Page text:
Australian News

Ukraine sacks top officials

Ukraine’s President Volodymyr Zelensky sacked his top security agency head and top prosecutor after it emerged that more than 60 employees had been “working against” Ukraine in Russian-occupied territory. Zelensky said at least 651 cases of treason and collusion have been opened against the officials, posing “very serious questions” for those in charge. Prosecutor-general Iryna Venediktova and security chief Ivan Bakanov were both close colleagues and friends of Zelensky. Some analysts say the information passed on by the employees could explain Russia’s quick capture of large areas of the country’s south in the first week of its invasion. Meanwhile, according to officials, Russia is preparing for its next offensive stage as it eyes the strategic eastern city of Sloviansk. Russia is also reinforcing its defensive positions across the occupied areas in the country’s south after Ukraine pledged to regain the territory last week.

World News

Letting the streams flow

Aussies spent $4.4 billion on streaming services last year as extended COVID lockdowns in NSW and Victoria saw people spend more time on the couch, says PricewaterhouseCoopers (PwC). The company’s latest Media and Entertainment Outlook found more than 75% of households paid for at least one streaming service last year – a number that’s expected to jump to 80% in 2022. But let’s be honest, most households have more than that… Netflix was the nation’s favourite, ahead of Foxtel/Binge/Kayo. But it’s not all chill with the streaming giant after a recent downturn in the growth of new subscriptions… In response, Netflix last week announced a partnership with Microsoft to offer a cheaper subscription plan with ads. We’ll better understand where the company’s at when it releases its latest trading update tonight.

Business & Finance Technology

When chimpanzees catch a lurgy…

they look a lot like a miserable human. That’s the case for those in the chimpanzee enclosure at South Australia’s Monarto Safari Park – it’s been temporarily closed after the respiratory syncytial virus (RSV) started to get around. It’s an illness that can cause a fever, runny nose, coughing and wheezing – and it’s become more common in Oz after a lull during the first years of the pandemic. Staff believe the chimps may have caught it from a visitor’s stray tissue because the zookeepers prevent any monkey business from transmitting viruses by wearing face masks and gloves when close to the animals. The zoo says their primate friends are on the mend after getting plenty of rest and mugs of honey/lemon and homemade soup. Chimpanzees and humans – not so different after all…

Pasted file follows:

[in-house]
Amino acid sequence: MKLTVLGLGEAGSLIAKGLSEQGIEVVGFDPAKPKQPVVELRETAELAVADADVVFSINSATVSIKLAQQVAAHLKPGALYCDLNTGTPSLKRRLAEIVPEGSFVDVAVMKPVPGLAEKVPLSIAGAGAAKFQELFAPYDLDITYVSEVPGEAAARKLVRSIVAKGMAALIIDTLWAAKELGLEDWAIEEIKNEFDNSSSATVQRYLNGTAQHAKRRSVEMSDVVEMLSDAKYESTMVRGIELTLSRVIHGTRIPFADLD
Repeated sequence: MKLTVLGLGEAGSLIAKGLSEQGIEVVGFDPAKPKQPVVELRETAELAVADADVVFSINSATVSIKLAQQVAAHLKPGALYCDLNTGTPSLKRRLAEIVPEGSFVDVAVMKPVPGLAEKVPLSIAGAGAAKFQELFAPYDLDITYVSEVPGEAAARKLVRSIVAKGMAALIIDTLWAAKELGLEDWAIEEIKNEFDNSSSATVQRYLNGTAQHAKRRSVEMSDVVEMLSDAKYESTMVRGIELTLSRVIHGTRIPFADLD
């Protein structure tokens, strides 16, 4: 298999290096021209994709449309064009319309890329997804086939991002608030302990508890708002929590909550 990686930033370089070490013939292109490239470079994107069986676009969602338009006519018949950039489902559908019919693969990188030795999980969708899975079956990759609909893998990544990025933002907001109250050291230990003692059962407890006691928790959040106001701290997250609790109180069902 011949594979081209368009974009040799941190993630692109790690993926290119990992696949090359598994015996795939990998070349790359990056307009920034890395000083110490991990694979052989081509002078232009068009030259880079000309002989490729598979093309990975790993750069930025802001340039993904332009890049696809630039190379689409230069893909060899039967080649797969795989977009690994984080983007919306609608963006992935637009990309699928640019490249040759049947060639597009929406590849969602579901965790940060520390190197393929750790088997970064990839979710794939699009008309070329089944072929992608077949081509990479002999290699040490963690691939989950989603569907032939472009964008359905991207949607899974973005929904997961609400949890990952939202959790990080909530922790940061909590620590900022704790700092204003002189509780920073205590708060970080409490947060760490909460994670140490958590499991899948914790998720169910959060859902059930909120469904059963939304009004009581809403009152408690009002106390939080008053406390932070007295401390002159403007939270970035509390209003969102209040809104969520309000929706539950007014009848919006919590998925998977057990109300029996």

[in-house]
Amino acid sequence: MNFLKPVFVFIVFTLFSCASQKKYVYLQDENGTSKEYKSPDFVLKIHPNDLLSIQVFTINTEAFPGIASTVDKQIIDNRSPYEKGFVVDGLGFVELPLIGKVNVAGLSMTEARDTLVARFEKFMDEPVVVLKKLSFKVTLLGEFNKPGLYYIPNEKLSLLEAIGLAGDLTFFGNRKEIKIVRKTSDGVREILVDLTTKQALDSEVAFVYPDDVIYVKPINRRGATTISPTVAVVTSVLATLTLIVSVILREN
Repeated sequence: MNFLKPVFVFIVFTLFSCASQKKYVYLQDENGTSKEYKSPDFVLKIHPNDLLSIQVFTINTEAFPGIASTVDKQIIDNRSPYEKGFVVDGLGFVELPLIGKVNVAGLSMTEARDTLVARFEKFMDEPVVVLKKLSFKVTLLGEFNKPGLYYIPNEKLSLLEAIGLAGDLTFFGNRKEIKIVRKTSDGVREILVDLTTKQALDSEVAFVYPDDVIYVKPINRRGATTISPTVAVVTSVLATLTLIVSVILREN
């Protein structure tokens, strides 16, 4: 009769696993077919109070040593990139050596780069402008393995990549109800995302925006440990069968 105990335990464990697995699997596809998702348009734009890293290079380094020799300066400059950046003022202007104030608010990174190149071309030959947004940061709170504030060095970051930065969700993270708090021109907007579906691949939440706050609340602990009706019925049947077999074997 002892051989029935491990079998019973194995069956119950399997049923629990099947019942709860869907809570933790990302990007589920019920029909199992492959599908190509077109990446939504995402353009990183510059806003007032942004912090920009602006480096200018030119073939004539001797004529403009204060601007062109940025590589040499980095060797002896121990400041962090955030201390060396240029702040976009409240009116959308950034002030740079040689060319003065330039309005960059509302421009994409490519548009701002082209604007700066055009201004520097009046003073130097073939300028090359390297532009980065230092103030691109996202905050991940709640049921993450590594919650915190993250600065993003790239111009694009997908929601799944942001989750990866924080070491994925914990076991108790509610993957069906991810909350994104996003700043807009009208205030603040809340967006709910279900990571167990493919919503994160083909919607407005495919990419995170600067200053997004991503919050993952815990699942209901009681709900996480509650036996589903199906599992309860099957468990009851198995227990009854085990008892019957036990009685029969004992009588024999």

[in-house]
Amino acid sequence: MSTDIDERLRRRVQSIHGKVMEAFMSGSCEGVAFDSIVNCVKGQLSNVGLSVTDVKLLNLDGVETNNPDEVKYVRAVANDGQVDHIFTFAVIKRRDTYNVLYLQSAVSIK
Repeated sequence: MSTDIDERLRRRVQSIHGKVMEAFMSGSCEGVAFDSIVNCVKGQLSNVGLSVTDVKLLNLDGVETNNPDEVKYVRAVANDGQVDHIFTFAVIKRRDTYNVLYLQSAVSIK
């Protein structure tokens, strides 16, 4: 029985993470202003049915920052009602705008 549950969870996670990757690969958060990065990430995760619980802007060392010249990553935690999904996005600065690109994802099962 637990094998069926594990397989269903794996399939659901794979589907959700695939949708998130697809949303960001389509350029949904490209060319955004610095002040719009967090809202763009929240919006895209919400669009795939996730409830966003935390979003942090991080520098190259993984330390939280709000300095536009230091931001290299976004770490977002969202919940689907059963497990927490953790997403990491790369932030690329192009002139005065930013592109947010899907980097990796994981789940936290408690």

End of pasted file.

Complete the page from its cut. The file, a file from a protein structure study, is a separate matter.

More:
Australian News

Apropos of Nothing

A Missouri man is suing a US clothing retailer for refusing to honour a lifetime warranty on socks he purchased from them between 2014 and 2021. The company changed its policy in 2021, probably after they realised the ongoing financial implications of offering a lifetime warranty on socks…

The famous Batman costume worn by George Clooney in the 1997 film Batman & Robin is going to auction this week – nipples and all. If that isn’t weird enough, it comes assembled onto a life-size mannequin with a “hyper-realistic” model of the actor’s head.

And Ryan Reynolds paid tribute to his friend Will Ferrell on his 55th birthday with an interesting take on this famous scene from his 2008 film Step Brothers. It’s not an inch on the beautiful sounds the pair can make together

Quirky News

Squiz the Day

12.30pm (AEST) – Environment Minister Tanya Plibersek addresses the National Press Club – Canberra

Company Results – Netflix; Coca-Cola; Volvo; Johnson & Johnson

Start of Australian Clean Energy Summit (until 20 July) – Sydney

Birthdays for rocker Brian May (1947) and actor Benedict Cumberbatch (1976)

Anniversary of:
• the first US women’s rights convention held in Seneca Falls NY, organised by Elizabeth Cady Stanton and Lucretia Mott (1848)
• the first appearance of Tom and Jerry under their own names in the cartoon The Midnight Snack (1941)
• the premiere of Mad Men (2007)
Depacito by Luis Fonsi ft Daddy Yankee becoming the most streamed song ever, played 4.6 billion times (2017)
• an archaeological dig in Kakadu National Park extending Indigenous Australians’ time in Oz from 65,000 to 80,000 years ago (2017)
• the death of Matthew Flinders, the cat-loving leader of the first circumnavigation of Australia (1814)

Squiz the Day